Election 2020

RNC Sinks $25M More into Midterms While DNC Calls Early-Voting Surge a 'Good Sign'

RNC Sinks $25M More into Midterms While DNC Calls Early-Voting Surge a 'Good Sign'
Christian Goodman, 18, votes for the first time in his life at the Los Angeles County Registrar of Voters office Oct. 23, 2018, in Norwalk, Calif. (AP Photo/Marcio Jose Sanchez)

With fewer than two weeks until Election Day and many already heading to the polls in early-voting states, the Republican National Committee said this morning that they’re boosting midterm spending by $25 million to bring the campaign-season outlay up to $275 million.

The Democratic National Committee, meanwhile, said Tuesday that early-voting surges are “showing an increase in voter engagement and a good early sign for Democrats.”

Nearly $10 million of the RNC’s cash surge will be going toward digital get-out-the-vote efforts, including $3 million “dedicated to peer-to-peer texting.”

The National Republican Congressional Committee and National Republican Senatorial Committee are receiving a $3.5 million cash influx from the RNC.

“We’re increasing our midterm commitment thanks to the support from President Trump and millions of energized Americans who want to ensure Republican majorities can continue to deliver results,” RNC Chairwoman Ronna Romney McDaniel said in a statement. “Our investment is unprecedented because we know we must do everything in our power to defy history.”

FiveThirtyEight currently rates Democrats’ chance of winning the House at 85.1 percent, and Republicans’ chance of keeping control of the Senate at 81.6 percent.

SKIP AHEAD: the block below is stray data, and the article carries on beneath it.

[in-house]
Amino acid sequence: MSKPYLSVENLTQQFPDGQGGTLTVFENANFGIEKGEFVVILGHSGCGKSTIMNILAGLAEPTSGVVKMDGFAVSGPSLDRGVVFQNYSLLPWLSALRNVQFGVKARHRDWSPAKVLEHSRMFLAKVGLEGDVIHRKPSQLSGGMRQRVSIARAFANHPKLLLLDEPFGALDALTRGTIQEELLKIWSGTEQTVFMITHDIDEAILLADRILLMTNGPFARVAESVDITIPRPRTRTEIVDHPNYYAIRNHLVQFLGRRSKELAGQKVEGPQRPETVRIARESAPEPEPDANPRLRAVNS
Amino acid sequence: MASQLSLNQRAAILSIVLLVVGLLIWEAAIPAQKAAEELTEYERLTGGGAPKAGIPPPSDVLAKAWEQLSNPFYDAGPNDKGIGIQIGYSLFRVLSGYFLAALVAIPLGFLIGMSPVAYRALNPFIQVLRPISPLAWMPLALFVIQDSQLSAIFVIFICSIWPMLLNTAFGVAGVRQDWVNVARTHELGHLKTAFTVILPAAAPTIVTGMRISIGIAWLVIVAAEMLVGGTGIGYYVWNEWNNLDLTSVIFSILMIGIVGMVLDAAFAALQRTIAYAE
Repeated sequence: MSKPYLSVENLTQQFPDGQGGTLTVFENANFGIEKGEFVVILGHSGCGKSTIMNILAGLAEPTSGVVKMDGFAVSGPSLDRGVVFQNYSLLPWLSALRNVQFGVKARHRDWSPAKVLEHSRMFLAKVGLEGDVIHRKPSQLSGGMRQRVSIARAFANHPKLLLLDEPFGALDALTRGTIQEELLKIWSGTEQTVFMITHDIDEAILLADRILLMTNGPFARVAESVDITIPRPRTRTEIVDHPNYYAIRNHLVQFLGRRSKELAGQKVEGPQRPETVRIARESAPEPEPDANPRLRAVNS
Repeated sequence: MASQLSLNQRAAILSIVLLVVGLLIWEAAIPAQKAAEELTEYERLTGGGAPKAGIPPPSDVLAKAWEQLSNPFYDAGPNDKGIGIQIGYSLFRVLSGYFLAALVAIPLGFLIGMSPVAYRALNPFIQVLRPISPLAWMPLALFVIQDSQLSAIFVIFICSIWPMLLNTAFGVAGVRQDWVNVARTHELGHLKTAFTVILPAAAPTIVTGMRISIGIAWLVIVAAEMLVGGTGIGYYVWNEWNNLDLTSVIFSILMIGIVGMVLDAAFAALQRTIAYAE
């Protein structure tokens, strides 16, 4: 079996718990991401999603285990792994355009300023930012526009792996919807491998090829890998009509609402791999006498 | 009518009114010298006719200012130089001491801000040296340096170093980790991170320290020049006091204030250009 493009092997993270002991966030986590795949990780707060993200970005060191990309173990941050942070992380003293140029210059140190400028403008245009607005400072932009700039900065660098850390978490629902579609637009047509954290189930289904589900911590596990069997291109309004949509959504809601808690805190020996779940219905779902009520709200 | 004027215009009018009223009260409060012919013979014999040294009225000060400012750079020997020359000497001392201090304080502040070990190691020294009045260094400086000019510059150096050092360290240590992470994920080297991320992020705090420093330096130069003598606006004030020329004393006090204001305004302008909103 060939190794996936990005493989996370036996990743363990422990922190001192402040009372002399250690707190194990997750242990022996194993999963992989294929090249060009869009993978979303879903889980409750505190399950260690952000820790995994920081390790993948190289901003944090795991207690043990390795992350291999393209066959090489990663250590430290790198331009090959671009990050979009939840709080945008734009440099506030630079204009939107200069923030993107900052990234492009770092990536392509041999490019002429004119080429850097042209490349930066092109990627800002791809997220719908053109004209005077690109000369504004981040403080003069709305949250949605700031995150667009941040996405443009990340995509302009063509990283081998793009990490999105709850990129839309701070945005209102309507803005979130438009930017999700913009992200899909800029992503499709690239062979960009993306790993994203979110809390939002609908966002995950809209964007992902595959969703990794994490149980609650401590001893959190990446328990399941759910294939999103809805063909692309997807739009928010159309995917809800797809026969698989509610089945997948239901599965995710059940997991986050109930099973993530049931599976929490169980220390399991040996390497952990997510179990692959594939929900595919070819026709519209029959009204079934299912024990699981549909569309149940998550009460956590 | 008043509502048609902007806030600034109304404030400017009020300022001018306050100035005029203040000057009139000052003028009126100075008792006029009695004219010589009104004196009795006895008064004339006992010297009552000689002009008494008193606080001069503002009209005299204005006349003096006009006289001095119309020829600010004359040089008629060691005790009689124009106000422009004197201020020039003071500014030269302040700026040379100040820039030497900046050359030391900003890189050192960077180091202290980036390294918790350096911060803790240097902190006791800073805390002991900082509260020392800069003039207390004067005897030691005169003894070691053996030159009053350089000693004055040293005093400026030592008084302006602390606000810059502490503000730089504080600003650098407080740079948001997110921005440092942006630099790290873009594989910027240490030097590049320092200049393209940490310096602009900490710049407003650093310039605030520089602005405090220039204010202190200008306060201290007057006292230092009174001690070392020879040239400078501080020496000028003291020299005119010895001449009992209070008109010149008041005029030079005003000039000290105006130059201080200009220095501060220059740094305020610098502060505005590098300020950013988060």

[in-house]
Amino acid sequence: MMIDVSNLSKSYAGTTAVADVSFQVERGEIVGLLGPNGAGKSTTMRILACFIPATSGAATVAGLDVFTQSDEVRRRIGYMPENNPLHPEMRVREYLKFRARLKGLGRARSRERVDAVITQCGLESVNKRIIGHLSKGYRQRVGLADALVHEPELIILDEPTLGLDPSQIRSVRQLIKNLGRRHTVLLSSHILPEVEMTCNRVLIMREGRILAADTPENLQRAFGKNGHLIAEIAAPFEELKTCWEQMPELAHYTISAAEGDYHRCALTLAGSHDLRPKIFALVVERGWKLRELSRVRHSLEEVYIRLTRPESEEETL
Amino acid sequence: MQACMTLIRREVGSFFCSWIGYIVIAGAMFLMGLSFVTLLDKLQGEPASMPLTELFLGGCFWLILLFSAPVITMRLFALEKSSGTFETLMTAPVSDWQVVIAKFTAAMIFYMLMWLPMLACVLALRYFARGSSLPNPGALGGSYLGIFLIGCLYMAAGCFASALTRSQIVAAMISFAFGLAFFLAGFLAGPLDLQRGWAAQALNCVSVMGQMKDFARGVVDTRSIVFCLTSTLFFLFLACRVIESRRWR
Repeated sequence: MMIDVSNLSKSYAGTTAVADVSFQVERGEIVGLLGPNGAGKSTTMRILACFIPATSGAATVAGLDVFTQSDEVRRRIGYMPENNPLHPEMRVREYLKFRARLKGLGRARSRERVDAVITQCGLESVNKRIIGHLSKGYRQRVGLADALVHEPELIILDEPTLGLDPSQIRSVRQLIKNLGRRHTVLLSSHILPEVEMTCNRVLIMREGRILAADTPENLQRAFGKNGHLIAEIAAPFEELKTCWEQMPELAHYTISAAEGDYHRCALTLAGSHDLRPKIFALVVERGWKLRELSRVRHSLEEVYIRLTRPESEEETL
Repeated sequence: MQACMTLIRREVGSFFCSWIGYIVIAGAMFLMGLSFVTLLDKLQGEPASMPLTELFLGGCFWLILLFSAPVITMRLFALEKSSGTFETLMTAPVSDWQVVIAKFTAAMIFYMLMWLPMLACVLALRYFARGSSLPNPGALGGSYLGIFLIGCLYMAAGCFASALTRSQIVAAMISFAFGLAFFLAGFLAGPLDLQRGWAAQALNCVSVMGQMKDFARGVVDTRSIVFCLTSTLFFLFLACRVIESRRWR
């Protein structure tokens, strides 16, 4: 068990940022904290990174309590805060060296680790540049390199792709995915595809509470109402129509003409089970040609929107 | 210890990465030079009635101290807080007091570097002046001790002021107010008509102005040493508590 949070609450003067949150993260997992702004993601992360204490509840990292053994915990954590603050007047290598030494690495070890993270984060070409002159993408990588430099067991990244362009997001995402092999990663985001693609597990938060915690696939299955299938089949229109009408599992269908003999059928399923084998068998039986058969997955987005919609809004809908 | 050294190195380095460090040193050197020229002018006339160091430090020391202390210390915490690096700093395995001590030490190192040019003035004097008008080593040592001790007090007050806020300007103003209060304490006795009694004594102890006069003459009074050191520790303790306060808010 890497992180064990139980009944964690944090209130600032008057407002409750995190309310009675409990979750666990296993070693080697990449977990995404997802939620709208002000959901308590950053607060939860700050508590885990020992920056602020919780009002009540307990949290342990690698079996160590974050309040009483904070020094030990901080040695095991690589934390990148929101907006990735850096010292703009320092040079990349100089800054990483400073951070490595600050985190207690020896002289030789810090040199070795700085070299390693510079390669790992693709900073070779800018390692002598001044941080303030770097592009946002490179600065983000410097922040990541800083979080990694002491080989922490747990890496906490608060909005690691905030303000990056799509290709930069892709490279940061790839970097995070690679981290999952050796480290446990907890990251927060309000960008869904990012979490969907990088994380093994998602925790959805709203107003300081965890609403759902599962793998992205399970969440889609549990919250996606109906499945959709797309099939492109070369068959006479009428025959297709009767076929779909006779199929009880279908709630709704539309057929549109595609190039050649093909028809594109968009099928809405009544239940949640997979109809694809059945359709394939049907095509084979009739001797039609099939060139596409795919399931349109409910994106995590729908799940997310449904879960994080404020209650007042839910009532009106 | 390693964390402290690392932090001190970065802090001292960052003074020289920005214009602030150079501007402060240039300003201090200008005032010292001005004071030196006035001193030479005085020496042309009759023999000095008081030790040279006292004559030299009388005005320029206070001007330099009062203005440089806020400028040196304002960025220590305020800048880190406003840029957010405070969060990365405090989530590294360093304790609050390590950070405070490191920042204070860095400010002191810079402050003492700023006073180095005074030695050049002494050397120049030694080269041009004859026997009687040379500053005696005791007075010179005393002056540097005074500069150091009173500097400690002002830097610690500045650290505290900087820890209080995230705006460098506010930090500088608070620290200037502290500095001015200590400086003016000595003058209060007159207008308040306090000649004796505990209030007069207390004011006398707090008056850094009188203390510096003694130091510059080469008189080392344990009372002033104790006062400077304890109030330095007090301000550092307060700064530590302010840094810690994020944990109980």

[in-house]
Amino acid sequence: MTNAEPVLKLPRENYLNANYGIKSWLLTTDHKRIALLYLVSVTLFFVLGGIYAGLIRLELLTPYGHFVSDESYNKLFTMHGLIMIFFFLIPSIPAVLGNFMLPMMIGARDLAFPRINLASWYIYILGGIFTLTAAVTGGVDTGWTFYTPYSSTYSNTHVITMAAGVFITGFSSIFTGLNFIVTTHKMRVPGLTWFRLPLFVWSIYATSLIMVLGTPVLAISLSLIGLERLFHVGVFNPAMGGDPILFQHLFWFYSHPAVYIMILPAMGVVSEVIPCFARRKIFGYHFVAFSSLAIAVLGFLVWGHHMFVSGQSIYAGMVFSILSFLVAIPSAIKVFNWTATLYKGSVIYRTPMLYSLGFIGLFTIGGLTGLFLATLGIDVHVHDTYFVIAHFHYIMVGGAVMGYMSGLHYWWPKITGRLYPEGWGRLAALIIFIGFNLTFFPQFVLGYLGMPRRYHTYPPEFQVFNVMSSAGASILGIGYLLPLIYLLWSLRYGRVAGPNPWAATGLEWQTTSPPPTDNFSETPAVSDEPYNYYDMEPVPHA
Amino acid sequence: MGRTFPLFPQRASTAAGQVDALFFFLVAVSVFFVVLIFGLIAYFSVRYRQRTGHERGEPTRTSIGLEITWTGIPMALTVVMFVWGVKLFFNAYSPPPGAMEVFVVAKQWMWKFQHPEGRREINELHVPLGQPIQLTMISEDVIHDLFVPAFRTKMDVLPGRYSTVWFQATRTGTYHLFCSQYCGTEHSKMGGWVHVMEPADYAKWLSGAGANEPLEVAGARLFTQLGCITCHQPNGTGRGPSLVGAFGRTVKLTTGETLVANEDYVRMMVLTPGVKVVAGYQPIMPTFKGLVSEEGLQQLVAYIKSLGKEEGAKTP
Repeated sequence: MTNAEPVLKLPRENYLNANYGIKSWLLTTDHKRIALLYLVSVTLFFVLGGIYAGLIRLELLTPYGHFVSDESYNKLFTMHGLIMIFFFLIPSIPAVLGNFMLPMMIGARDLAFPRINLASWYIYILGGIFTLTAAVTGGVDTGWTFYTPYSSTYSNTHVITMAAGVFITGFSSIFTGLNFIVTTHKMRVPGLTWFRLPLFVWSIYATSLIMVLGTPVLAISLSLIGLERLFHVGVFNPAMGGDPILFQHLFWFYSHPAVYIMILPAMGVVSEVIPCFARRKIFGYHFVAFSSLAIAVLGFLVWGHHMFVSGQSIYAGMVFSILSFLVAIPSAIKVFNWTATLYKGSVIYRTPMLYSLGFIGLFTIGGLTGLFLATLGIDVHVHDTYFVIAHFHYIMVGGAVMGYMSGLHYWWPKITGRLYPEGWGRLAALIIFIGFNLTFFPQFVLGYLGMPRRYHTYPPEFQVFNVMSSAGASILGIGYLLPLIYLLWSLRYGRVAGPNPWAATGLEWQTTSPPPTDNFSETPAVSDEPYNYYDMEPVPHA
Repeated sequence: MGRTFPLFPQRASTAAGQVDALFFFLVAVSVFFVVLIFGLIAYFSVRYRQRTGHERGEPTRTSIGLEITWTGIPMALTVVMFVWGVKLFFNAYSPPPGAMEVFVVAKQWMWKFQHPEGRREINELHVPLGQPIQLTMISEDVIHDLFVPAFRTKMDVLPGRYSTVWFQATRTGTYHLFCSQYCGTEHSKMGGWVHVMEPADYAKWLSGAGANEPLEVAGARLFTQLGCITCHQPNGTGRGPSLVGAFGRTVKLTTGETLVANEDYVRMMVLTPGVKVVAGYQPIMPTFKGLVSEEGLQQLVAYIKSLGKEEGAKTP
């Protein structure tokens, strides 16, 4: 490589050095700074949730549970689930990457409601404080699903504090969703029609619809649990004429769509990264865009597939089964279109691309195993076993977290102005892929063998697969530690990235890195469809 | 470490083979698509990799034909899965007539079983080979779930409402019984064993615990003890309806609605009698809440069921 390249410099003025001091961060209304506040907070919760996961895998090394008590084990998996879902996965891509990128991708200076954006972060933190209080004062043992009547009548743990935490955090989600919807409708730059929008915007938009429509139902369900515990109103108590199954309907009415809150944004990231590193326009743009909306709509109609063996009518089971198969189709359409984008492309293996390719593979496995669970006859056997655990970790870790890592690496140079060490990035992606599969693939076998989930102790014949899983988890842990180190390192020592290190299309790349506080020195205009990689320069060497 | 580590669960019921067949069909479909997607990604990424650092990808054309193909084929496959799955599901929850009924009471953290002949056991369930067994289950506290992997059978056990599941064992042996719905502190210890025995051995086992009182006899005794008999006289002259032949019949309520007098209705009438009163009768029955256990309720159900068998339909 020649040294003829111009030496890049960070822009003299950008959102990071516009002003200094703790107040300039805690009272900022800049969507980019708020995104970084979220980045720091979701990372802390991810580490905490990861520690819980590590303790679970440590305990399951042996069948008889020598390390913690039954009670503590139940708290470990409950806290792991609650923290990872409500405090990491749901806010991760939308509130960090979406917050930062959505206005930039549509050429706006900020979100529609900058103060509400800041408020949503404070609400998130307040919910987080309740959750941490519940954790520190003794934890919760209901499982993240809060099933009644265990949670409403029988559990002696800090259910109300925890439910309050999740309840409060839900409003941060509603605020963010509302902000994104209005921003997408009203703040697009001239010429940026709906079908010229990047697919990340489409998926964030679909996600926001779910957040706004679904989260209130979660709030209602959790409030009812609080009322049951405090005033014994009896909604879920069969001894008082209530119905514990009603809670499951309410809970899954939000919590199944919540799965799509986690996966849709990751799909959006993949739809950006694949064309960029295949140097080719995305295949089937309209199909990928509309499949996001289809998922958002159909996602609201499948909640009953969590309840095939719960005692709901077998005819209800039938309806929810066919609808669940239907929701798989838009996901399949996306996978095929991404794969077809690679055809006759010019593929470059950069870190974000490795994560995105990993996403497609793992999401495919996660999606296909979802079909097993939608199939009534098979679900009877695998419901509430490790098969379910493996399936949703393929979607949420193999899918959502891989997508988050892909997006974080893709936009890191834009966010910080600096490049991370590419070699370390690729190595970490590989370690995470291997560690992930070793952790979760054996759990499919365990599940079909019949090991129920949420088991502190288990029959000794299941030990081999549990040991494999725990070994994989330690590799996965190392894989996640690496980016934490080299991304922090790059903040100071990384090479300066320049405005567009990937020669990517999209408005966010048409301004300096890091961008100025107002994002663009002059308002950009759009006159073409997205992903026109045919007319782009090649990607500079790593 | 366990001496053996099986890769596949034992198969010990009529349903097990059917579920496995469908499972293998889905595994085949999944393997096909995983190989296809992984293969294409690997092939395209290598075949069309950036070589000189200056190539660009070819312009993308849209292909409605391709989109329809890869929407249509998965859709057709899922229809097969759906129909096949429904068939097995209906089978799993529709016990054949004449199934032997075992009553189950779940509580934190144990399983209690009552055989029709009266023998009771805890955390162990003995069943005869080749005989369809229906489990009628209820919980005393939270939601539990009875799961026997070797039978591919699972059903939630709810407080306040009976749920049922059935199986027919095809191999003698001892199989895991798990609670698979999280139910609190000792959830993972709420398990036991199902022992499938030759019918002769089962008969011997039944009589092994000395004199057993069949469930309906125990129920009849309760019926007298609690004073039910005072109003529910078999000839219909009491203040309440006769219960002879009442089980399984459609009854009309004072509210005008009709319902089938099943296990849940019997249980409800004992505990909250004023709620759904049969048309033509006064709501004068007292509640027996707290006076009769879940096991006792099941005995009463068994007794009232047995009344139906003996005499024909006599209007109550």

DNC Chairman Tom Perez told CNN on Tuesday evening that the campaign is in “the blocking and tackling phase” where the party has to focus on “getting that vote out.”

“I never used the term ‘blue wave’ because human progress never rolls in on wheels of inevitability,” Perez said. “…I’m still very confident that we’re going to take the House and I believe that we’re going to surprise a lot of people in the U.S. Senate as well. And the reason why it’s hard to win 60, 70 seats is because in the vast majority of states, the districts are so heavily gerrymandered.”

“We know when we get a fair shake, like in states like Pennsylvania, where the districts are fair, Democrats are going to do very, very well. But it’s hard to get to 60 or 70 when you have so many states like Ohio and elsewhere where there’s such a heavy gerrymandering,” he added. “But notwithstanding that, people understand that their healthcare is on the ballot. They understand that Medicare and Medicaid and Social Security are on the ballot and frankly our democracy is on the ballot.”

Perez said voters are “sick and tired of the politics of division, and that’s why I continue to have a lot of confidence.”